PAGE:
Foster Care Fortnight takes place from 10 to 23 May and the national campaign aims to raise awareness of fostering and show how foster care transforms lives.
This year it is more important than ever to raise awareness of fostering. In the UK, every 20 minutes a child comes into care in need of a foster family, and the pandemic and lockdowns have increased pressure on vulnerable families, with job losses, deepening poverty and worsening mental health all leading to family breakdown.
In South Gloucestershire alone there are over 220 children and young people in care at any one time. Fostering offers children and young people a home when they are unable to live with their birth family.
South Gloucestershire Council desperately needs more foster carers for brothers and sisters, teenagers, young parents and their babies and children with complex needs. Sometimes children only stay with a foster family for a few days, while others will live with their foster family for their entire childhood and beyond. Many of these children have experienced a troubled start to life and fostering is often their first positive experience of family life altogether.
Foster carers are needed from all walks of life to look after children of differing ages who have come into local authority care through no fault of their own. Whatever your background, culture, religion, ethnicity, sexuality, or relationship status, if you can recognise and empathise with that desperate need for security and nurturing – you could be the right person to be a great foster carer.
Being a foster carer is not easy and it takes a special kind of person to do it. However, if you are at all interested, or simply want to find out more, visit fostersouthglos.gov.uk or call 01454 866423 to speak to a member of the team.
Elinor and Ryan, who have been Stayover Carers in South Gloucestershire for one and half years, said: “We applied to become foster carers a couple of years ago to give children opportunities which they might not otherwise have. It has its challenges, but everything worth doing does. We have learnt a lot, had great fun and we are glad we started our fostering journey.”
Rachel has been fostering children for South Gloucestershire Council for 12 years. She said: “It’s a selfless act to choose to share your home and life and family to help a child in need. Sometimes it’s hard sometimes it’s frustrating but it’s also very rewarding.”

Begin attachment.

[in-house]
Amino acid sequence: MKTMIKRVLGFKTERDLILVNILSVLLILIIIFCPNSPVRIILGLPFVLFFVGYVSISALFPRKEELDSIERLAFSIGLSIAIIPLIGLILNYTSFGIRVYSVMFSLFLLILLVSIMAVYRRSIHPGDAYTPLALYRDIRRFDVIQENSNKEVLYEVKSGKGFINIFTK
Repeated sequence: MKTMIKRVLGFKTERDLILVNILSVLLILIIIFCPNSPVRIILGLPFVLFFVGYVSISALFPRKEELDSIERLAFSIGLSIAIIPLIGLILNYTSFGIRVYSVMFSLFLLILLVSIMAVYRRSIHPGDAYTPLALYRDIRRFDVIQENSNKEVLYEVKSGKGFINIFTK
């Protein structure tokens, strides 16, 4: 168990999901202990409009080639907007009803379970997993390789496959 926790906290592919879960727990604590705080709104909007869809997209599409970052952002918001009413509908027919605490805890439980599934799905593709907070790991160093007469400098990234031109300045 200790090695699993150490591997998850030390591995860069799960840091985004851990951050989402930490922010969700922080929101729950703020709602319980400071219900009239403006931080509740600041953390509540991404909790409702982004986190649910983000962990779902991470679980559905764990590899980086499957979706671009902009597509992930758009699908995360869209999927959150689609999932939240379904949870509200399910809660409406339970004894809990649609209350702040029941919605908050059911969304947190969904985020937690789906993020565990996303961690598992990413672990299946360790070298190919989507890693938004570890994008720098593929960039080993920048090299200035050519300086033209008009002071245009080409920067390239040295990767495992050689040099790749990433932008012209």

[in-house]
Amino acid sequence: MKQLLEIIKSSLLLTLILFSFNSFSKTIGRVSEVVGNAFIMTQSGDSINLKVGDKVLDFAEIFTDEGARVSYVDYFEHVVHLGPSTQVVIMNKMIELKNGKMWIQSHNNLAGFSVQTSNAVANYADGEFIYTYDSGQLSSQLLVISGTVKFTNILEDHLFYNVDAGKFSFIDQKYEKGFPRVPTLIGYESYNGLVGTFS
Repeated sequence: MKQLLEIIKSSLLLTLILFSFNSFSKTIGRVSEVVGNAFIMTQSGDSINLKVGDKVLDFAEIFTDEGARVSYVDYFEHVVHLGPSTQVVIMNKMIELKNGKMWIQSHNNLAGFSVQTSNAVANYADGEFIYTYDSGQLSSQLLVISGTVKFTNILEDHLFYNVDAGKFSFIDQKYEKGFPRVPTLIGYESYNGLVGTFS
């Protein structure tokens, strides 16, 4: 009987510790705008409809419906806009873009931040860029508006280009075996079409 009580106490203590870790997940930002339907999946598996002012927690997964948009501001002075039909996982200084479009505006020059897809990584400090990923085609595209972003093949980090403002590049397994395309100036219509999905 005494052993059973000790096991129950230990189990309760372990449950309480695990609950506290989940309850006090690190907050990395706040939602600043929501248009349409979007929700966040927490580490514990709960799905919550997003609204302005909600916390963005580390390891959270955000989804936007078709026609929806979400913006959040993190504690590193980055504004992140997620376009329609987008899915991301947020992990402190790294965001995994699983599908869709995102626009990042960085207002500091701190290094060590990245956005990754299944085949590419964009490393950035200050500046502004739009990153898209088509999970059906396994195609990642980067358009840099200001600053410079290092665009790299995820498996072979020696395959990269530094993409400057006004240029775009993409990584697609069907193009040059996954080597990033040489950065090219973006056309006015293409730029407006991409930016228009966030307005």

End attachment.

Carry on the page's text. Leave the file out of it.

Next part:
Jennifer has been a Share the Care carer for South Gloucestershire Council for 19 years. She said: “As a special needs mum, I wanted to help other families and find work that fitted in with our family. Over the years I have learnt to work as part of a team, and to trust in yourself as you can do it.”
Cllr Sam Bromiley, Cabinet Member for Children & Young People, said: “On behalf of the Council, I send our sincere thanks to our foster carers in South Gloucestershire. Throughout the pandemic they have supported children and young people’s education, health, and social wellbeing, and they have also helped to maintain the children’s relationships with the people who are important to them, either through face-to-face contact or virtually when it has not been safe to meet with others. Despite the practical and emotional challenges that the pandemic has brought, foster carers have continued to provide day-to-day support, love and stability to children and young people who cannot live with their birth families.
“We are continually looking for people who can join us as foster carers to help keep children in their own communities, and to provide a safe and stable environment for our children and young people. Being a foster carer is a role like no other, so if you are looking for a new lifestyle or career in the aftermath of the pandemic and you believe you have the right skills, I urge you to consider becoming a foster carer and to contact the Council’s fostering team to find out more.”